Having assessed what students know and want to learn the teacher can use this to develop a list of common misconceptions amongst the students and common areas they would like to know more about. As a class they could then devise a series of questions to ask the visiting Aboriginal representative using this list.

 

ASSESSMENT: The Know | Want | Learn table is a valuable assessment tool as it enables the teacher to gauge what the students already know and assess their ability to devise inquiry questions which are the basis for quality HSIE learning (Gilbert & Hoepper, 2011).

 

REFERENCES:

Gilbert, R., & Hoepper, B. (2011). Teaching society and environment (4th ed.). South Melbourne, Vic.: Cengage Learning.

 

Harrison, N. (2011). Teaching and learning in Aboriginal education (2nd ed.). South Melbourne, Vic.: Oxford University Press.

 

Smyth, C. (2014, March 26). Embedding Aboriginal Perspectives (Notes of lecture).

 

 Winch, G., Johnston, R. R., March, P., Ljungdahl, L., & Holliday, M. (2010) Literacy: Reading, writing & children's literature. (4th ed.). South Melbourne, Vic.: Oxford University Press. 

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A Day in the Life: Vietnam | TIME For Kids

A Day in the Life: Vietnam | TIME For Kids | Origins & Backgrounds of People in the Local Community | Scoop.it
Claudia Saunders's insight:

INQUIRY QUESTION: What are the features of the ethnic backgrounds of people in the local community?

 

THE RESOURCE:  Having now identified the dominant ethnic groups in the local community and explored some of their motivations for coming to Australia it is now relevant to explore the nature of their culture and reflect on the benefits of having diversity amongst the community.

 

This online resource produced by ‘Time’ magazine is a fantastic website for stage 2 students. It has country profiles on over 50 nations. Within the profiles there is information about the size, population, capital, language, currency , flag and climate of the country. They also have historical timelines for each country, basic language guides and quizzes. An additional feature, which will be the focus of our learning experience is the ‘Day in the Life’ section.  This feature takes you through, hour by hour, a day in the life of a child from that country.

 

This resource represents a global perspective as it looks holistically at international diversity and encourages worldwide education about different cultures. 

 

TEACHING IDEA: The previous resources have introduced students to the variety of cultures in their local area. This activity aims to teach them more about those cultures and also highlight the similarities between them and students of other cultures.

Working in pairs students are to explore one of the countries who make up one of the dominant ethnic groups within their area. For example, for Villawood this could be Vietnam. Students are to create a Venn diagram comparing the foreign country to Australia and comparing their own daily life to that of the child from the comparison country.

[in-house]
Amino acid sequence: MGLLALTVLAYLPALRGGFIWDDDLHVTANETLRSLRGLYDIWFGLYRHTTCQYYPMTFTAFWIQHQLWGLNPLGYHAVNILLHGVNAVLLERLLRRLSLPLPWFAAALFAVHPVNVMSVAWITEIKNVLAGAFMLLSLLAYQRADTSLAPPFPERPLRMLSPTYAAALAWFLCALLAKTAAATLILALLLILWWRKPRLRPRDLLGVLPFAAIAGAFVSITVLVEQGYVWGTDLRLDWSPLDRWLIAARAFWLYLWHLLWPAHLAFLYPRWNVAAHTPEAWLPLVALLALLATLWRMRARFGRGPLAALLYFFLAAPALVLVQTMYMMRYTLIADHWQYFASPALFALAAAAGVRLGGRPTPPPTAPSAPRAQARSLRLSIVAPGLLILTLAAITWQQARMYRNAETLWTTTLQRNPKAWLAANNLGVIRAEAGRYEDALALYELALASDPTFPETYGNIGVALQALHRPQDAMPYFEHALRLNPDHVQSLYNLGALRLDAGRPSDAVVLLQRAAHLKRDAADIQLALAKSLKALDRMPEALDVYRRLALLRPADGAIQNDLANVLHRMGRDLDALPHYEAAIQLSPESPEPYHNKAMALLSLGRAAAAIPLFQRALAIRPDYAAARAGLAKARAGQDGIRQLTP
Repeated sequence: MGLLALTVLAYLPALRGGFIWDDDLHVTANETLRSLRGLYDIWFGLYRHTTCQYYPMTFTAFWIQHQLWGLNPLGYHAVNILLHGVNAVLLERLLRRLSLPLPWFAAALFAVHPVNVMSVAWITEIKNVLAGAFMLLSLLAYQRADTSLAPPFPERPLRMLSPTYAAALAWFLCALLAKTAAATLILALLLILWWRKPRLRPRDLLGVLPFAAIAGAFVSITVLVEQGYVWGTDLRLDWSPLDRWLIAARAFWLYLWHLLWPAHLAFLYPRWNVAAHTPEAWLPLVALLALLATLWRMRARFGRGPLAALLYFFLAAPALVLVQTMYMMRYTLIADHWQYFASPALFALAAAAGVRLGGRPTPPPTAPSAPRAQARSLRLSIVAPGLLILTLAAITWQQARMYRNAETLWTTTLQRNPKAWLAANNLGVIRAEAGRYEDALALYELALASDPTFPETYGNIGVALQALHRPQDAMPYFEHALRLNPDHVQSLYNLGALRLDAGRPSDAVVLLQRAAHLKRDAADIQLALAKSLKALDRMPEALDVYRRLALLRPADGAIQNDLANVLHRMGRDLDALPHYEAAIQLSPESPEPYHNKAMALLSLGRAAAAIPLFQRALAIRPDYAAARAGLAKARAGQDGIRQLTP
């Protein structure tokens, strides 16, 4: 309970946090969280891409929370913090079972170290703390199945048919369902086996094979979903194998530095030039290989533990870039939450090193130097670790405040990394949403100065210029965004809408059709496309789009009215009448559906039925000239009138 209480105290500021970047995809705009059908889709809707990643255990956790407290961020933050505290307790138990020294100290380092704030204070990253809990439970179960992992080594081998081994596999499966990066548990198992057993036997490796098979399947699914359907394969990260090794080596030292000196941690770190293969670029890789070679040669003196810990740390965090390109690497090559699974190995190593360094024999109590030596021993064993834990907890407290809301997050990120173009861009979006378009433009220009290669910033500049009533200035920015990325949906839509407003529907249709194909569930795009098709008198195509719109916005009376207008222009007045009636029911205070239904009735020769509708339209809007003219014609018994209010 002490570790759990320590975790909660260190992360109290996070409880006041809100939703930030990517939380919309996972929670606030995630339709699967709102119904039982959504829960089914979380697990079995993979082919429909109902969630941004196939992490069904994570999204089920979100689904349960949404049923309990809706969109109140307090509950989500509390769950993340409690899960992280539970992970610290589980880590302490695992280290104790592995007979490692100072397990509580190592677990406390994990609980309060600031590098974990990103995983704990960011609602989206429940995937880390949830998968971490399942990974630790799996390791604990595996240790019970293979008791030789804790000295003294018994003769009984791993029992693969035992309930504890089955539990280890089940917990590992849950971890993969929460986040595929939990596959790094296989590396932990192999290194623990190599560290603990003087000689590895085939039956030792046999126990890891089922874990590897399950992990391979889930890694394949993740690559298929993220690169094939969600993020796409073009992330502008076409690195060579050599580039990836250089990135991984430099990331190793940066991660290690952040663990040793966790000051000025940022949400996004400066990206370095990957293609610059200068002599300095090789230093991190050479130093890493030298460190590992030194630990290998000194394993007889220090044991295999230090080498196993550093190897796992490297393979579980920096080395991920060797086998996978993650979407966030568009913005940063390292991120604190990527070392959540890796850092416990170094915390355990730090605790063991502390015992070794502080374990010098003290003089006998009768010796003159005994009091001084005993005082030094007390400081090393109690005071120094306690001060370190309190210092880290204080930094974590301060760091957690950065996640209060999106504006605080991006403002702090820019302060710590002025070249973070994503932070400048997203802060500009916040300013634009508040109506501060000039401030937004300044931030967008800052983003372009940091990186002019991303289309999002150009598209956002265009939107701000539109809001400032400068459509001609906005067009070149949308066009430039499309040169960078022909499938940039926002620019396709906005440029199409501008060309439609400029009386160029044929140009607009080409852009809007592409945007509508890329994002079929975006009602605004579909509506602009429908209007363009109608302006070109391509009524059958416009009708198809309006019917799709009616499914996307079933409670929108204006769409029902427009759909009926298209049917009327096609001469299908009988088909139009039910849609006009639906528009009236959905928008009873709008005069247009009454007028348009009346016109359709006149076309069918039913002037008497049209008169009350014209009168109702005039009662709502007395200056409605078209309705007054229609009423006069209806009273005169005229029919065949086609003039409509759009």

This task is appropriate for Stage 2 students; though it requires a lot of independent work the ‘Time for Kids’ is a website specifically designed for primary aged students and hence is easy to navigate and understand for this age group. Additionally as it is a child friendly website from a reliable source so students are safeguarded from the dangers of the internet, the importance of which is highlight by Gilbert & Hoepper (2011).  The content presented is of an appropriate depth and will enable them to complete the task with only minimal scaffolding.

 

The teacher could pre-prepare a worksheet with a Venn diagram template which could include some ‘prompts’ with things they should look for to compare. For example, population or in the daily life section, what they have for breakfast. Venn diagrams are another graphic organiser that effectively focuses students as the collect information and structures that collection. It is an excellent means of organising ideas and making comparisons (Cole & Chan, 1987).

Following the completion of their tasks students would return to a whole class setting where they would discuss their findings. The teacher should scaffold this discussion by focusing on the following areas:

 

-          When looking at differences between countries/lifestyles discuss how this might affect someone coming to Australia. Could link to ‘The Little Refugee’ and Anh Do’s experience.

-          Emphasise similarities and the idea that though we live in different countries we have some similar experiences.

-          Discuss the fact that people who move to Australia bring with them their own traditions, beliefs, customs, symbols etc. and that these can be embraced by our society and celebrated.

-          Discuss the idea that diversity makes our community more interesting and we can show respect for other ethnic groups by taking an interest in their cultures.

 

ASSESSMENT: During the independent inquiry work the teacher would be circulating the room and observing the students as they work, offering help as required but also assessing the student’s ability to engage with the website and make comparisons. Similarly the concluding class discussion provides another opportunity to gauge student understanding. Finally the Venn diagram they produce will be an indication of their grasp of this area.

 

REFERENCES:

Cole, P. G., & Chan, L.K.S. (1987). Teaching principles and practices. Hobart, Tasmania: Prentice Hall.

 

Gilbert, R., & Hoepper, B. (2011). Teaching society and environment (4th ed.). South Melbourne, Vic.: Cengage Learning.